The cane toad (Rhinella marina), also known as the giant toad, is a poisonous amphibian which is wreaking havoc throughout Australia.
Native to South America, Central America and Mexico, the cane toad was introduced to many countries to help control agricultural pests.
The giant toad has become highly invasive, feeding on almost any terrestrial animal and out-competing native amphibians for food and breeding habitat.
What does the cane toad look like and what characteristics does it have?
It is a heavily built, tough, warty creature with short legs. It can grow up to 30cm long. The venomous toad secretes a milky poison from the parotoid glands behind its shoulders.
The giant toad is hugely successful at reproducing. They can breed at any time of year and lay between 8,000 and 30,000 eggs at a time. Their diet consists largely of insects, but cane toads will eat almost any terrestrial animal.
How invasive is the cane toad and what impact does it have on biodiversity?
The amphibian, which also gets called the bufo toad, king toad and the Australian toad, is one of the most invasive species in the world. They typically devastate local native predators by 90% within a few months of arrival.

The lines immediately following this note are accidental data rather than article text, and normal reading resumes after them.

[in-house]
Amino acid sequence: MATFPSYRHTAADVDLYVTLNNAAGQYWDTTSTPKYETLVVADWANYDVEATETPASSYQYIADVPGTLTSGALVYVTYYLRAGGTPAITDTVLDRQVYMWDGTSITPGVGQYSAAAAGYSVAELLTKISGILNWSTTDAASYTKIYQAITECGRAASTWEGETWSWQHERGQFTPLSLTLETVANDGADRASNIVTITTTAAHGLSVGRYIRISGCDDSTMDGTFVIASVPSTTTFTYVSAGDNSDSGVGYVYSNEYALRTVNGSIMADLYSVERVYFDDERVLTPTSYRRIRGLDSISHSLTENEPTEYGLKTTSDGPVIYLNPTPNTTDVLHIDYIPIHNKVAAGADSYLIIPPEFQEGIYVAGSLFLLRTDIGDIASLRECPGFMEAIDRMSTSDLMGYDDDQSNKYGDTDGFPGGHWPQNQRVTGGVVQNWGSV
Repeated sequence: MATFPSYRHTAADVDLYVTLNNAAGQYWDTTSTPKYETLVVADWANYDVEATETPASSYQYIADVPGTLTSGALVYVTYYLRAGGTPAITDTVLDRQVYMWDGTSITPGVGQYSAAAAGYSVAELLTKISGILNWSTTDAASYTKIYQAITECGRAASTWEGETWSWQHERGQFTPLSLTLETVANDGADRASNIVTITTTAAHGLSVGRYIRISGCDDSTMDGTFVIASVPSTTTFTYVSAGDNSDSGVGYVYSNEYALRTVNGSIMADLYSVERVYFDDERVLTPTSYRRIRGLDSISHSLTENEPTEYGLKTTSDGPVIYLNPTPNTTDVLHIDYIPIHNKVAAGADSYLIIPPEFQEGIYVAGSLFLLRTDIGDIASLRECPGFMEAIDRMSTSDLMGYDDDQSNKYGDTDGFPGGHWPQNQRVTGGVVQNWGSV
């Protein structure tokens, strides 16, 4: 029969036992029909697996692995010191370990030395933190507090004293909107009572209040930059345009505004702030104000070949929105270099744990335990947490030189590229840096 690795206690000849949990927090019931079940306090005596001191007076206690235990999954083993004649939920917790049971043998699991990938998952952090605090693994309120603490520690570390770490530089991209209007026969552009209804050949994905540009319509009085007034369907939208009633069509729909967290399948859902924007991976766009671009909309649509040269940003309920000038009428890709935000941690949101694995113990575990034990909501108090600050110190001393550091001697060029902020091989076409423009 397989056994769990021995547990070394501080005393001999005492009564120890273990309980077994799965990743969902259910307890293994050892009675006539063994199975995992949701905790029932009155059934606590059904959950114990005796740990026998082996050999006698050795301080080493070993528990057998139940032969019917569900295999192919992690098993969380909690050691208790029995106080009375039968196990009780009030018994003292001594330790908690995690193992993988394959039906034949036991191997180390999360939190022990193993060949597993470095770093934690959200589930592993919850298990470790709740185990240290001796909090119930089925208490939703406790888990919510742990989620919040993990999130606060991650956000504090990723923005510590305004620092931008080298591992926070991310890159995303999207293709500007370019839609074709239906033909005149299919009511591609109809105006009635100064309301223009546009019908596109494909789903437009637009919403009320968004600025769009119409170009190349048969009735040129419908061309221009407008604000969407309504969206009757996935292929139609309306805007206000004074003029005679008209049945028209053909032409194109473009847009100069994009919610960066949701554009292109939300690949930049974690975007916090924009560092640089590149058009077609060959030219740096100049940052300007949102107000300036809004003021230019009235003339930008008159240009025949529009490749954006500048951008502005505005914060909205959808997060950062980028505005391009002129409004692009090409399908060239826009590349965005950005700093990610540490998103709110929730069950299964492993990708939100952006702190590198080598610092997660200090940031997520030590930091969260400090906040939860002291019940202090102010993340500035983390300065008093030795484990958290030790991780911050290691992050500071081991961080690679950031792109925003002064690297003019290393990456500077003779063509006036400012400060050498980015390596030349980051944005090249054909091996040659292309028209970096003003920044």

Cane toads now number into the millions in Australia with an ever-expanding range. They have also spread in Florida, Hawaii, Guam, the Philippines, the Caribbean islands, the western Pacific islands and Papua New Guinea.
Cane toads are highly adaptable and can be found in urban and agricultural areas, as well as dunes, coastal grasslands, and the edges of rainforests and mangrove swamps.
How poisonous is the cane toad?
Cane toads are toxic at all life stages – from eggs to adults. The cane toad’s deadly venom can harm and kill both pets and native species such as snakes and lizards that encounter them. Human deaths have been recorded following ingestion of the eggs or adults.
The Cane Toad Coalition and WWF Australia are working together to train native predators, such as the yellow-spotted monitor, freshwater crocodiles, northern blue tongue lizard and northern quolls, to recognise and avoid the taste of cane toads.
How can we prevent and control the cane toad?
In Southern Australia the main controls on the spread of cane toads are quarantine checks and public awareness campaigns. Research is underway in Australia into how to reduce and control the growing numbers of giant toads. This includes developing a biological control agent and using a parasitic worm that attacks and can kill cane toads.
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Rhinella marina (cane toad) datasheet on CABI compendium
Cane toad information on National Geographic
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